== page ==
Cynthia Ozick, Chaim Potok, Francine Klagsbrun, Rabbi Neil Gillman, Judith Rossner, and many other renowned contemporary Jewish authors are joining the Board of Overseers of The Library of The Jewish Theological Seminary for the second annual library dinner to be held at the library on Sunday, December 7, 1997.
"These distinguished authors all have strong ties to the Jewish community and are major figures in the literary world. Their participation in this event is helping to raise the visibility of the library. Even those who are familiar with The Jewish Theological Seminary may not know that the library contains vast treasures of the cultural achievements of the Jewish people," explained Ellen Kapito, dinner chair, and a member of The Library Board of Overseers.
Books by the authors attending will be showcased and listed in the evening's program. Each author will be seated during dinner at a table with patrons of the library, members of The Library Board of Overseers, or other JTS friends, and will serve as the informal "host" of that table. The purpose of the dinner is to raise the profile of the library by exposing it to a wide circle of potential supporters.
The evening's program will also include guided tours of the library's rare book room. The rare book room at the library is world-renowned for its wide range and important rare books, manuscripts, incunabula, prints, illustrations and other graphic materials. Together with the Jewish Museum, also under the auspices of JTS, the library is the largest repository of the intellectual and artistic record of the Jewish people in North America.
Patrons of the Friends of The Library , contributing $1,000 and up for the 1997/98 membership year, will receive a unique facsimile of a leaf signed by Moses Maimonides. The original fragments were found by Solomon Schechter in the Cairo Genizah, the storage attic of the Ben-Ezra Synagogue in Fostat, Egypt.
The leaf is an open letter, penned by Moses Maimonides' personal secretary, Mevorakh ben Nathan, pleading for funds to ransom Jewish captives taken prisoner in 1168 in Bilbays, Egypt, by the Crusader king, Amalric of Jerusalem, in his attack on that town. It is one of a collection of 40,000 fragments from the Cairo Genizah housed at the library. The collection contains invaluable information pertaining to the social, cultural, religious and economic life of the Jews of the Mediterranean from the ninth to the nineteenth centuries.
More than 200 postcards from the turn of the century, selected from the library's extensive collection, are showcased on the first, second and fifth floors of the library building. The first floor is devoted to Jewish New Year cards running the gamut from the whimsical to the serious, the secular to the religious. The second floor is dedicated to postcards of American and European synagogues, some no longer in existence. The third floor showcases postcards reflecting ethnic customs and costumes of the Jewish people in their communities throughout the world.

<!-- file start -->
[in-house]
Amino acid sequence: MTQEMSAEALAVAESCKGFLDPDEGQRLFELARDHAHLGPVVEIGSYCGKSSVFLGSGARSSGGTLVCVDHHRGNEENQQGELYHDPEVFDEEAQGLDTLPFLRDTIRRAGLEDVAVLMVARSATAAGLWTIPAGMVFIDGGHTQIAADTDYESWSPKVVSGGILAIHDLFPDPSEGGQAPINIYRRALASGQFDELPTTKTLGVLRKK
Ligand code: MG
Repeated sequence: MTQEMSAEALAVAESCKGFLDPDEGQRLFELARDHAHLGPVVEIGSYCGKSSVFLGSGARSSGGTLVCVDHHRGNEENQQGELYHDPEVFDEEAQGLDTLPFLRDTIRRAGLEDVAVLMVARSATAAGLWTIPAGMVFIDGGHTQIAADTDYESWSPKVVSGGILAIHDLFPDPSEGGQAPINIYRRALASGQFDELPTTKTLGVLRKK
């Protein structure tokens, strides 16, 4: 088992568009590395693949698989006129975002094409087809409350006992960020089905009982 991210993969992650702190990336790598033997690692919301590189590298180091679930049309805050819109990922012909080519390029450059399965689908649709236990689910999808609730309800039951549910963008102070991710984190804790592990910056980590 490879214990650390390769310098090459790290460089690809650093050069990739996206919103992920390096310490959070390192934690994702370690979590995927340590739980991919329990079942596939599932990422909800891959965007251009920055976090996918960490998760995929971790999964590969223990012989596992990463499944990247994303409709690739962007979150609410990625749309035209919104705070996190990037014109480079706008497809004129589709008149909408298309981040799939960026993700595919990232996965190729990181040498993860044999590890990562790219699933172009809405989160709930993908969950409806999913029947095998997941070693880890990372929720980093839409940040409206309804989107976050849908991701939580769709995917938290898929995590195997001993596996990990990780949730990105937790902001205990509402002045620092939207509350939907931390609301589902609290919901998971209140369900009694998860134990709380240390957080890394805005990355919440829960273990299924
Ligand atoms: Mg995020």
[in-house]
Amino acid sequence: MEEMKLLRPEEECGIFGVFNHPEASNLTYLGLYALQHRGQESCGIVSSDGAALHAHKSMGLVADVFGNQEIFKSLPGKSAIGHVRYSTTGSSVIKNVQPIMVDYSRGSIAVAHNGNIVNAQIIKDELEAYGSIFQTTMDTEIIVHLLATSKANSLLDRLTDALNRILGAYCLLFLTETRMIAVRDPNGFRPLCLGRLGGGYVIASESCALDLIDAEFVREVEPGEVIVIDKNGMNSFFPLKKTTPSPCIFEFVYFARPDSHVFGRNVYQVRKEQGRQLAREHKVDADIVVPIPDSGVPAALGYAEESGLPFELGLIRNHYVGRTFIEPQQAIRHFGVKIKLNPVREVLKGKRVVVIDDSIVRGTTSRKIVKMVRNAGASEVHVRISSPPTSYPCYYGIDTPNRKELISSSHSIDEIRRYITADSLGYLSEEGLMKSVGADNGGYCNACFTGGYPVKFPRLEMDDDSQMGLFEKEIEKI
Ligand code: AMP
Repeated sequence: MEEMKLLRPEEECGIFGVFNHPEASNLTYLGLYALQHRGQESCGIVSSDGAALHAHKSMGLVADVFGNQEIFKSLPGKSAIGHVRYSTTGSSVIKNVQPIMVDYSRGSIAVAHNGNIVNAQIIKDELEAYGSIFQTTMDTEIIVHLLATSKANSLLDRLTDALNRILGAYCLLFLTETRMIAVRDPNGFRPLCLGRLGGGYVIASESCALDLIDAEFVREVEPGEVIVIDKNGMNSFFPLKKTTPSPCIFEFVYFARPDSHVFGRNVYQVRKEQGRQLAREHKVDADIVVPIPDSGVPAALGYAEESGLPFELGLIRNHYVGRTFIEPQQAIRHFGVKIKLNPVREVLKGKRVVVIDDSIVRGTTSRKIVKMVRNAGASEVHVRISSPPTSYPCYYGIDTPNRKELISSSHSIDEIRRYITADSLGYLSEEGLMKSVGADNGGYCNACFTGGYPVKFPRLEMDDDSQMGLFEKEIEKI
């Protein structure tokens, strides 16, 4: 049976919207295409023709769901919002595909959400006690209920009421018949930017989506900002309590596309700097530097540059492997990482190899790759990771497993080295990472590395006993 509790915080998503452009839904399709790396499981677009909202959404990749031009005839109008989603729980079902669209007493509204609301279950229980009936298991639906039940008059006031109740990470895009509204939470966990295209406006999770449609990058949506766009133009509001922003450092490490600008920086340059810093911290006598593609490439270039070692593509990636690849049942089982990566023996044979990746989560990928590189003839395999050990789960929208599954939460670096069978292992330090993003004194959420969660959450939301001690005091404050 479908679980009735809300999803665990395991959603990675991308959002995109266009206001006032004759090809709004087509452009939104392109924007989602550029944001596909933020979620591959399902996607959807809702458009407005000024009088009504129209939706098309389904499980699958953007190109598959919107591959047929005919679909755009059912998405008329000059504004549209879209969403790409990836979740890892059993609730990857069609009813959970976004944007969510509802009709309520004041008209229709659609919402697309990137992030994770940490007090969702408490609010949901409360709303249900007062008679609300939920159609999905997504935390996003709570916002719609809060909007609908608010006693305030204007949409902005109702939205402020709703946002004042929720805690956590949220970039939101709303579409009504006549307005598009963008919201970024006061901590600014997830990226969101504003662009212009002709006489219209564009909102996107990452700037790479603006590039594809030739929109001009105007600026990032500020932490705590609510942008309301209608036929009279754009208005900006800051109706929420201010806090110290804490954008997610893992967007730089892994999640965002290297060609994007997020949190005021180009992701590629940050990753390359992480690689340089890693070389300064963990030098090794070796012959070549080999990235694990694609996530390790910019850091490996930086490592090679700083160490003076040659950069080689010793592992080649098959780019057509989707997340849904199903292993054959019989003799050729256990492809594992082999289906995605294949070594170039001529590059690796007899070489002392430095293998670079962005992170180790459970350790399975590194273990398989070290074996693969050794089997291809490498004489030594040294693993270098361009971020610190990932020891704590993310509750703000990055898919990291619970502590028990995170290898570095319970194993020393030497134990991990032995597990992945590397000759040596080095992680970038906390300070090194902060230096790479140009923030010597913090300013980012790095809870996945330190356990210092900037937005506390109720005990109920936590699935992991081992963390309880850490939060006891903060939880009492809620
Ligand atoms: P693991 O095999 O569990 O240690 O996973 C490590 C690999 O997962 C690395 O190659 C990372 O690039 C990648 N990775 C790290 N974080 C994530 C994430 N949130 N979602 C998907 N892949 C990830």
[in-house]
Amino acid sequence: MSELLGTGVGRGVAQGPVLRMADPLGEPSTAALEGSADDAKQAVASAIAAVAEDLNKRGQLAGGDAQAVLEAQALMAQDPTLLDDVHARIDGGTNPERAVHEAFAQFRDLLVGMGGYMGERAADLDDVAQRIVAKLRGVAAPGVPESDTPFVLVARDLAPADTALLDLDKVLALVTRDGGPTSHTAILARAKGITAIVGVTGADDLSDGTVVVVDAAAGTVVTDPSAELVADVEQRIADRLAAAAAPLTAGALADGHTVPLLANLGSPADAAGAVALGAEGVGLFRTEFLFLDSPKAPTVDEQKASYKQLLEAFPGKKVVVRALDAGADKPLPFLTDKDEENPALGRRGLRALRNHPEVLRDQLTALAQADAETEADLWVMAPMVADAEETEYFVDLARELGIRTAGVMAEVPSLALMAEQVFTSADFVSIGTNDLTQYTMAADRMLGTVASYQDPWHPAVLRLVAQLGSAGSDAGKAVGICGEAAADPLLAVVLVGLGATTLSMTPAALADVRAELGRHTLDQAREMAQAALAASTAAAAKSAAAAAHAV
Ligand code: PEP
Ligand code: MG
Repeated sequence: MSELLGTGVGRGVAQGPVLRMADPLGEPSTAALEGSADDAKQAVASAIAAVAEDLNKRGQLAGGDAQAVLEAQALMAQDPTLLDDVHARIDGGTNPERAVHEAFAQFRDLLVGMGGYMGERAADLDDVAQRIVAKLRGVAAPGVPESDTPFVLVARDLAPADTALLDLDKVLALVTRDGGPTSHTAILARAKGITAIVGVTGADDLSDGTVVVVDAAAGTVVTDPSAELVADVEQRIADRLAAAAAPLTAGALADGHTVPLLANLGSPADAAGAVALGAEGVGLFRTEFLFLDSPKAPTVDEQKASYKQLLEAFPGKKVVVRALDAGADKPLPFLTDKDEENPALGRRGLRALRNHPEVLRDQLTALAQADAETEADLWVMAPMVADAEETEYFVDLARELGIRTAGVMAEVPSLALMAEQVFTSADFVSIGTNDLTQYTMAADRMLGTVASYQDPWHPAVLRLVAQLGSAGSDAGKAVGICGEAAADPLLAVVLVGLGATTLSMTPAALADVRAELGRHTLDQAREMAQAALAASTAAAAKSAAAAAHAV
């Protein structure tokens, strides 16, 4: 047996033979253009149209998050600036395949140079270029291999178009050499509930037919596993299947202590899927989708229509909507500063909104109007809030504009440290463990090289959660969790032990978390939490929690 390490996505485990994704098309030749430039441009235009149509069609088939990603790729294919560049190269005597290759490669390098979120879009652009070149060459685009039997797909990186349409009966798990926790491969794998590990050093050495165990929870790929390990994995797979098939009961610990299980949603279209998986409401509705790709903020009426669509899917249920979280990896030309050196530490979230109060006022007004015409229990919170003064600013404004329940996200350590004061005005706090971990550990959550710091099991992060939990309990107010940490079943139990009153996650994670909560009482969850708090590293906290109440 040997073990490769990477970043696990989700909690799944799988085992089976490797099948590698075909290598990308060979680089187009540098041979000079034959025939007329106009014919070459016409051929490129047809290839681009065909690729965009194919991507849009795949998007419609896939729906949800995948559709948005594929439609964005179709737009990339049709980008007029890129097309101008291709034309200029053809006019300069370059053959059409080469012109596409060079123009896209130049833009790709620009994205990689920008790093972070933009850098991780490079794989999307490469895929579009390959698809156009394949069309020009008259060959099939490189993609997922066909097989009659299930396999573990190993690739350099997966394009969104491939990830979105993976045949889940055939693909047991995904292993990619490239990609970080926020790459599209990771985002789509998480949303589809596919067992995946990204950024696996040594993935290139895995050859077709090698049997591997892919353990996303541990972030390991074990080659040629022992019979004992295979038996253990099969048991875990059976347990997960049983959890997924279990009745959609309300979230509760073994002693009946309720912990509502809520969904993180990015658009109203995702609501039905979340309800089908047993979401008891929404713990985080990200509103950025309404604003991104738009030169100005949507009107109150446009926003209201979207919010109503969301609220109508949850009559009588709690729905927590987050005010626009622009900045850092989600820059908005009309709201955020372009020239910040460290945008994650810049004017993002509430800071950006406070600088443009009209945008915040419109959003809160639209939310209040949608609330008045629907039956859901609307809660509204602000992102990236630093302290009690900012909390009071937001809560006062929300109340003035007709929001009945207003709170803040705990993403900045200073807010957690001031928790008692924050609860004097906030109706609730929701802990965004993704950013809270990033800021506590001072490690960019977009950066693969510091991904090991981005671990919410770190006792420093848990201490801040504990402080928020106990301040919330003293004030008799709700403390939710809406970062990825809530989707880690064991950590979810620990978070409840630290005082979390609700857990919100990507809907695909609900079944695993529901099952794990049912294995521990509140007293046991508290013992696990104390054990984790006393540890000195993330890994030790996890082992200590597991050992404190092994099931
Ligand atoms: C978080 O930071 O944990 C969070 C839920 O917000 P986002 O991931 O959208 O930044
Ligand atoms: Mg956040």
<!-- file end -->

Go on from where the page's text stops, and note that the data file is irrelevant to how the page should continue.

The exhibition, sponsored by the Friends of The Library, is on view from October 7 - December 30, 1997. The exhibition is open Sunday, 9:30am to 5pm, Monday to Thursday, 9am to 5pm and Friday, 9am to 2pm. An exhibition poster and a set of ten cards are available for sale for $10.00 and $12.00 respectively by sending a check made to the Friends of The Library and mailed to Friends of The Library , 3080 Broadway, New York, NY 10027. For additional information regarding publications for sale from the library's collection, visit our website at: Library Shop.
A generous gift by Sidney Braginsky, a member of The Library Board of Overseers, will greatly enhance the capability of the conservation department at the library to conserve the library's rare manuscripts.
Mr. Braginsky, President of Olympus America Inc. provided the library with stereo and polarizing microscopes as well as a video monitor and a camera. The design of the stereo microscope facilitates placement of the manuscript under the microscope while viewing the artwork on a video screen. The enlarged image on the screen enables the conservator to determine, in a more precise way, the problem and degree of damage in the artwork. The equipment will also be used to monitor consolidation of flaking pigments during the consolidation process. The camera, which can be installed on the stereo microscope, can photograph the manuscript for the purpose of documenting condition before and after conservation. The polarizing microscope aids in identifying fibers, pigments and other additives. This equipment, contributed by Mr. Braginsky, will greatly help the difficult and time consuming work of conservation and enhance the quality of the restored items.